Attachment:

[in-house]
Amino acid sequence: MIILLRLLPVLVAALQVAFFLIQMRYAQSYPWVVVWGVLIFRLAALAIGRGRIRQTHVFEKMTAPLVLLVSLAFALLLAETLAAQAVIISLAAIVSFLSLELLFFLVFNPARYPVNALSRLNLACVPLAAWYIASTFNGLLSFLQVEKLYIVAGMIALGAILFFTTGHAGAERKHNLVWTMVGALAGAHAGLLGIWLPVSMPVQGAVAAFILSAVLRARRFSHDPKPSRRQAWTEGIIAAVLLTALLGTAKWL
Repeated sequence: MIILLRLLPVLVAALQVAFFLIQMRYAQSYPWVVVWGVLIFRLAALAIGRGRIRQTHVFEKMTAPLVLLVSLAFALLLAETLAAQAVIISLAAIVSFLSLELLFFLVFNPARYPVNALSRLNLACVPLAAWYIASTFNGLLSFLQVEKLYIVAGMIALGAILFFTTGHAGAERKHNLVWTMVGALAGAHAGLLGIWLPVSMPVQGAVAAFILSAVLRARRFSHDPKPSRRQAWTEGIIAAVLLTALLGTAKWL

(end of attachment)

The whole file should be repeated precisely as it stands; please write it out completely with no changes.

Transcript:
[in-house]
Amino acid sequence: MIILLRLLPVLVAALQVAFFLIQMRYAQSYPWVVVWGVLIFRLAALAIGRGRIRQTHVFEKMTAPLVLLVSLAFALLLAETLAAQAVIISLAAIVSFLSLELLFFLVFNPARYPVNALSRLNLACVPLAAWYIASTFNGLLSFLQVEKLYIVAGMIALGAILFFTTGHAGAERKHNLVWTMVGALAGAHAGLLGIWLPVSMPVQGAVAAFILSAVLRARRFSHDPKPSRRQAWTEGIIAAVLLTALLGTAKWL
Repeated sequence: MIILLRLLPVLVAALQVAFFLIQMRYAQSYPWVVVWGVLIFRLAALAIGRGRIRQTHVFEKMTAPLVLLVSLAFALLLAETLAAQAVIISLAAIVSFLSLELLFFLVFNPARYPVNALSRLNLACVPLAAWYIASTFNGLLSFLQVEKLYIVAGMIALGAILFFTTGHAGAERKHNLVWTMVGALAGAHAGLLGIWLPVSMPVQGAVAAFILSAVLRARRFSHDPKPSRRQAWTEGIIAAVLLTALLGTAKWL